Suspension is bespoke to the GTS with PASM (Porsche Active Suspension Management) dealing with keeping everything hanging off the wheels combined with a sports chassis to make that hang 10mm lower. That also brings stiffer springs, modified shock absorbers and anti-roll bars, there’s also some fettling at the back to make it feel a little more involving – developments borrowed from the top-whack Turbo models.
When you bring it all together, it is, at first, difficult to tell the difference between how the hard top handles compared to the cabrio, unless you’re really looking. But then, we are. The convertible feels ever so slightly stiffer as it rides a country road, but not ever threatening GT3 levels of tooth chatter. There is also the odd moment of shake that comes through the wheel to you, but it’s brief, gobbled up by the sheer amount of good feedback that the slim wheel brings.
The GTS cabrio does also move slightly differently around a corner. This 911 GTS convertible feels ready to float and just shift itself more easily than its rigid-bodied brother. Pitch it into a corner and you still have that solid front end that the 992 trades so solidly from, and you can easily balance the car through the mid corner and use its rear-drive nature to pull it into line on exit, but you’re always feeling more like there might be an adjustment coming than you would in the standard car. There’s just a slight degradation in that incredible comfort that the 992 hard top brings, like you can’t quite stare at the vanishing point and truly let your sub conscious do the work. It takes the GTS from absolute god tier experience to just really bloody good.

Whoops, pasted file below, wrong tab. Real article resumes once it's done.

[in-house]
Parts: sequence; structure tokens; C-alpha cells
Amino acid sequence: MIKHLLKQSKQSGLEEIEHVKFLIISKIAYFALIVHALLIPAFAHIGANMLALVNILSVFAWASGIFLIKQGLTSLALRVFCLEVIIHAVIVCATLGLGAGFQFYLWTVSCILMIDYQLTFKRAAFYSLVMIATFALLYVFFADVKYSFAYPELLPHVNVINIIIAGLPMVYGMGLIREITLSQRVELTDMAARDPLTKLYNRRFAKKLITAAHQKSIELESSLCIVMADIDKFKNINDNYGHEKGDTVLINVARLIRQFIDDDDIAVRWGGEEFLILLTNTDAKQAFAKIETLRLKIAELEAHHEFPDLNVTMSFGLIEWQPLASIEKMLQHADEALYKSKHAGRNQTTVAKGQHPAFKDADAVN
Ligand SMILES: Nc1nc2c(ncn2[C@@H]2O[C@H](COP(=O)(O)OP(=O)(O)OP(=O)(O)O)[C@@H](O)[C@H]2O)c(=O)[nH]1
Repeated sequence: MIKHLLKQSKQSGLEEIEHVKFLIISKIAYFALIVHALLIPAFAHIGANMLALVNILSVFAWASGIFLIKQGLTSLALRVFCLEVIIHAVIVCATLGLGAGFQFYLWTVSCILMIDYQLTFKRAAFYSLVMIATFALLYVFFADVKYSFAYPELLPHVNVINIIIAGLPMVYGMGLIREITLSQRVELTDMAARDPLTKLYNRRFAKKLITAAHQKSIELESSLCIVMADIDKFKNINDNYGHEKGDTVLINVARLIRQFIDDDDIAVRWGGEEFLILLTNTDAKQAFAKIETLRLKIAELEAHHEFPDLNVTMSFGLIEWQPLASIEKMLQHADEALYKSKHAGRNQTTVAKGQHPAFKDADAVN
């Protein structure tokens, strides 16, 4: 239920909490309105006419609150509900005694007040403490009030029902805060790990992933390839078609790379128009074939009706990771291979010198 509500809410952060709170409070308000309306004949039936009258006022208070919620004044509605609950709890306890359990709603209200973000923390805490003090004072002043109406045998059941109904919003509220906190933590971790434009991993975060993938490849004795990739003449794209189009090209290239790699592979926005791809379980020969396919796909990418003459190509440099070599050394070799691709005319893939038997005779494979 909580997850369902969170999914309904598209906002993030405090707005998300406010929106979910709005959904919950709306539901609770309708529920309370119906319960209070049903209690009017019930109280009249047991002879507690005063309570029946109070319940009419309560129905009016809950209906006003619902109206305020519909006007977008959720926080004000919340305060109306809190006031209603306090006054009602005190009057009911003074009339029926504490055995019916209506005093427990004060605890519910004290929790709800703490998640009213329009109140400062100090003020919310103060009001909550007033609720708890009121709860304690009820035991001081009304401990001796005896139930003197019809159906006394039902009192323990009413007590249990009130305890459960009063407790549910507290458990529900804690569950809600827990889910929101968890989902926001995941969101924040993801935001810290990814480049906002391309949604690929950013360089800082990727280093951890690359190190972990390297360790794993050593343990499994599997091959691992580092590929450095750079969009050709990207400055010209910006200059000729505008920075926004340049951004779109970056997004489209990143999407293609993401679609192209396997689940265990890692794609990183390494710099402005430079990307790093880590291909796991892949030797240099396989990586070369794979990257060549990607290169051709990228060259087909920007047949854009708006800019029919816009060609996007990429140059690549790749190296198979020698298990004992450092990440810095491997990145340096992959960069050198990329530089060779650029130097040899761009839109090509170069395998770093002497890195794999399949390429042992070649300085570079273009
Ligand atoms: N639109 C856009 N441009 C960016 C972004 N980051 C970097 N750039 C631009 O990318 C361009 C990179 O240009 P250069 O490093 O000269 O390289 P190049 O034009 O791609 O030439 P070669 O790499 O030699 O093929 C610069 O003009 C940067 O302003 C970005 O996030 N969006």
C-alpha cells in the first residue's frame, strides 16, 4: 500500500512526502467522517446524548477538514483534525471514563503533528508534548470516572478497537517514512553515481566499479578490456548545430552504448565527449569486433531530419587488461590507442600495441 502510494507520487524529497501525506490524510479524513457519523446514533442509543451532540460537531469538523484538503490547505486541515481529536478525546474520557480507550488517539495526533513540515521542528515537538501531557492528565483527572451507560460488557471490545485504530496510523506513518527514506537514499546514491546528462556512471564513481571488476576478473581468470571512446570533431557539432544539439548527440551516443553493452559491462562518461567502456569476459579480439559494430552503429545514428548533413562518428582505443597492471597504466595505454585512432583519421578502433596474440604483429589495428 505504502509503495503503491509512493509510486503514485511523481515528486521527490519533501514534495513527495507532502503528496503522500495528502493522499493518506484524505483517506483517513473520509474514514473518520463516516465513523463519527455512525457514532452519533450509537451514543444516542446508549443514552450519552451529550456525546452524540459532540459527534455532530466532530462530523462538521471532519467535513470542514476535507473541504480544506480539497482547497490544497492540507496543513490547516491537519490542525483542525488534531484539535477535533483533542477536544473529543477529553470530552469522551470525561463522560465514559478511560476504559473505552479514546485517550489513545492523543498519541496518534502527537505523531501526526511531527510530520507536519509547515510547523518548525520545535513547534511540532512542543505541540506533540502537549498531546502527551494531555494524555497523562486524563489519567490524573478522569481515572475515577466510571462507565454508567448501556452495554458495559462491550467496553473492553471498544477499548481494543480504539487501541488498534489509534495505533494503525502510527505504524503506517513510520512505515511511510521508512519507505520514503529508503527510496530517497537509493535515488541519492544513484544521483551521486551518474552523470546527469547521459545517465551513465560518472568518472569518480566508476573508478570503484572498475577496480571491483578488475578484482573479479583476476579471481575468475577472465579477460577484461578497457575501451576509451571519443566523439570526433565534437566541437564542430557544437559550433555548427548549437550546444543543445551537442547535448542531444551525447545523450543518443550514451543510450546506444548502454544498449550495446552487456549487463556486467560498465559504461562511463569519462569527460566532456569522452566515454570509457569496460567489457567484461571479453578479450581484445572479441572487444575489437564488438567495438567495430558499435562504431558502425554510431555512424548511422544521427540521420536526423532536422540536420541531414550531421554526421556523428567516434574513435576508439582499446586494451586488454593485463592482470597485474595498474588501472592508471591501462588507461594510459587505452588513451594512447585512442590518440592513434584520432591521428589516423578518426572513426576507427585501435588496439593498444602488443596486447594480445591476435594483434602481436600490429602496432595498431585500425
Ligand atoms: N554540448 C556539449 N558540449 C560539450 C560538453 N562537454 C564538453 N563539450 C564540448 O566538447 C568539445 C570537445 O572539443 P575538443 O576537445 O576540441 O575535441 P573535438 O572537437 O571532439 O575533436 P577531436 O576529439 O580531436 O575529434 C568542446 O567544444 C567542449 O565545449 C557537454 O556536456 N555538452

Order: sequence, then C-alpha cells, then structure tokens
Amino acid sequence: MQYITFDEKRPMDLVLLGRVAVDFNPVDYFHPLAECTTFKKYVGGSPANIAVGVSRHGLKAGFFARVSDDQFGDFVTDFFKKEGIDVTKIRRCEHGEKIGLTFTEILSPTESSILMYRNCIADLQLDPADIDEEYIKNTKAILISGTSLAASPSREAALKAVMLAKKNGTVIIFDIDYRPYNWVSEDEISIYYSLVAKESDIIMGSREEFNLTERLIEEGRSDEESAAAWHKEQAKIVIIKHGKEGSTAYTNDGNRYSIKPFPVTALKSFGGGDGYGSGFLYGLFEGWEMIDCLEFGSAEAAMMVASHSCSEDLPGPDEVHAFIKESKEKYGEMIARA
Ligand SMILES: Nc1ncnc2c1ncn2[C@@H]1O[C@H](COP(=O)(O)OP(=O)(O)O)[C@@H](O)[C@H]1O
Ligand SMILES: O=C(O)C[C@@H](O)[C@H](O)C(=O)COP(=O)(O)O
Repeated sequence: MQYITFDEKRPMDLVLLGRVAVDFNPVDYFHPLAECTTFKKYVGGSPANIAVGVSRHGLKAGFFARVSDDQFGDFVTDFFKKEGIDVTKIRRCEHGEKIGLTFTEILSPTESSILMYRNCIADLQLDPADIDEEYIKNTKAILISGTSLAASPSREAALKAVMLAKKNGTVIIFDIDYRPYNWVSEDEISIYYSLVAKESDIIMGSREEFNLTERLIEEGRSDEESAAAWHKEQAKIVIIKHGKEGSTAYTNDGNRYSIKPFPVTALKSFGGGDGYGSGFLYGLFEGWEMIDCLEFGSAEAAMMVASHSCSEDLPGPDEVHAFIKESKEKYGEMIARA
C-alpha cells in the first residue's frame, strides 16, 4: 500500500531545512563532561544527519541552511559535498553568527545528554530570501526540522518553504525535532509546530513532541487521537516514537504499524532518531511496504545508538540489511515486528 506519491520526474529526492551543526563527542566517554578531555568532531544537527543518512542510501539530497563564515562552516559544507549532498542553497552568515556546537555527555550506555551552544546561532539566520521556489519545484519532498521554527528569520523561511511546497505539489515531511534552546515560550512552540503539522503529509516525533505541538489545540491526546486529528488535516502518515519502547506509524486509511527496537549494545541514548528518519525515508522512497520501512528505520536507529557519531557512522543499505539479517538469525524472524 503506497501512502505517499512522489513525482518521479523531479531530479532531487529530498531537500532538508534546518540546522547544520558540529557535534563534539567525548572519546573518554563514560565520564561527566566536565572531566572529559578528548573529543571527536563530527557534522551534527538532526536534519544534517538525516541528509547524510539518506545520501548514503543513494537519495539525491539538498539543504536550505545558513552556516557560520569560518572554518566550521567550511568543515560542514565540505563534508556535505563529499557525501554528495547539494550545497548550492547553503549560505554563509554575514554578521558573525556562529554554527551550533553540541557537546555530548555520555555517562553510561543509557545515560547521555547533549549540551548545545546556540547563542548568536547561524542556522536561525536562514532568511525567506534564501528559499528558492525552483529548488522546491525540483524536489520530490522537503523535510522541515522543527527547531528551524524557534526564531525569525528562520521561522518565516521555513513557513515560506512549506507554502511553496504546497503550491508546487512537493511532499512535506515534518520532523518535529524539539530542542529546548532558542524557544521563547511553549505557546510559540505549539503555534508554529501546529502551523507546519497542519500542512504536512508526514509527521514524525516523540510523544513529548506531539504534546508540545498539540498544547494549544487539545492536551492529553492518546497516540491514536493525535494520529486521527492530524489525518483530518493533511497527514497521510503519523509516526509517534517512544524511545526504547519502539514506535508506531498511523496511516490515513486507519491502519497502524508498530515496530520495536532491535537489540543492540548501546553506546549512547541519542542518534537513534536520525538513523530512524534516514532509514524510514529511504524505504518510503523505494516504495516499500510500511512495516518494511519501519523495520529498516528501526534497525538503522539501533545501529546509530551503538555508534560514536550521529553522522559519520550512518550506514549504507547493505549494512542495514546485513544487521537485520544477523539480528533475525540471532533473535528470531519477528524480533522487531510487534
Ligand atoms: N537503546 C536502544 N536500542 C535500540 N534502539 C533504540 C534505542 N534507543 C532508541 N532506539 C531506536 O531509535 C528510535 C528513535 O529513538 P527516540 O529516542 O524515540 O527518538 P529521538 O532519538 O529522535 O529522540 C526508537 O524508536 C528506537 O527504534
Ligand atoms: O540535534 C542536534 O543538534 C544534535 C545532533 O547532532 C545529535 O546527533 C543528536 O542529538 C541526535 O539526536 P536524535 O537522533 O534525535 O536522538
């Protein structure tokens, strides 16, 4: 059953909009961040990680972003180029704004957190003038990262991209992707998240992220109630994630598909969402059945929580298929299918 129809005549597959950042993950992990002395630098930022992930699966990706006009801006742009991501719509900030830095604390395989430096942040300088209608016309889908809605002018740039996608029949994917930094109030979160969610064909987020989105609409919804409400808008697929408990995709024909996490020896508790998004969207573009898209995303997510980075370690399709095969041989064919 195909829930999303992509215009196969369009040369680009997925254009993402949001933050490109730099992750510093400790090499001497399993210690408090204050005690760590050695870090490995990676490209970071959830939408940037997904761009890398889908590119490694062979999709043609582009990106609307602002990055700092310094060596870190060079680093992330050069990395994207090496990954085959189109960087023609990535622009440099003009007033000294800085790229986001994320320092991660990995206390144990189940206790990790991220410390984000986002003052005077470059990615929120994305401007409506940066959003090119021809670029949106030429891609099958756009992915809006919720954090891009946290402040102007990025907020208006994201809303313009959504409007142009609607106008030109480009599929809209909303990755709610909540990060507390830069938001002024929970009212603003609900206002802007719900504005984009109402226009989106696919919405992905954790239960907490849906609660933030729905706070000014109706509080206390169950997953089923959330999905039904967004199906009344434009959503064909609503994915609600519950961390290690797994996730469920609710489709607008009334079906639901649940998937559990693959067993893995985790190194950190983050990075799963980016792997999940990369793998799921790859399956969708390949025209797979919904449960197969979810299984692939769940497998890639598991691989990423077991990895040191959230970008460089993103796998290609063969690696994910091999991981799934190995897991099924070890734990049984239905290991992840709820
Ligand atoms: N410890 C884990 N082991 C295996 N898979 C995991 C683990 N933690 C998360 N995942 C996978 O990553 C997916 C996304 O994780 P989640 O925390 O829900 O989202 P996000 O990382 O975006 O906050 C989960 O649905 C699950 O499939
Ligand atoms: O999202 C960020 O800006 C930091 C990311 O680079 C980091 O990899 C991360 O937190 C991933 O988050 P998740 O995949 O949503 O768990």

And that is the major criticism. But in return you get to whip the roof down and hear that sonorous flat-six in all its glory. In a way, your return for the compromise is a heightened experience, bringing you even closer to the sensations going on.
You can get the GTS with a manual gearbox, and if you so desire go for it, but then if you’re going for the compromised version of the 911 it feels acceptable to stick with the PDK, which is still almost telepathically good. In sport mode the sports exhaust adds a little rumble to each relaxation of the throttle, only enhanced by the lack of metal between you and its two exits.
The 992 911 has an excellent interior, and ticking the GTS option just makes it even nicer. The Sports seats fitted to the press car are excellent, although a nearly £2,000 option, and everything is fitted to the highest standard.
The changes to chop out the roof are well implemented. The rear wind break is mesh and folds down over the rear seats at the touch of a button. While it instantly renders the already pretty useless back bench totally pointless, it works very well, not needing any additional front baffle to calm the internal swirl. The roof mechanism itself works quickly and at slow town speeds, so quick rain showers shouldn’t catch you out.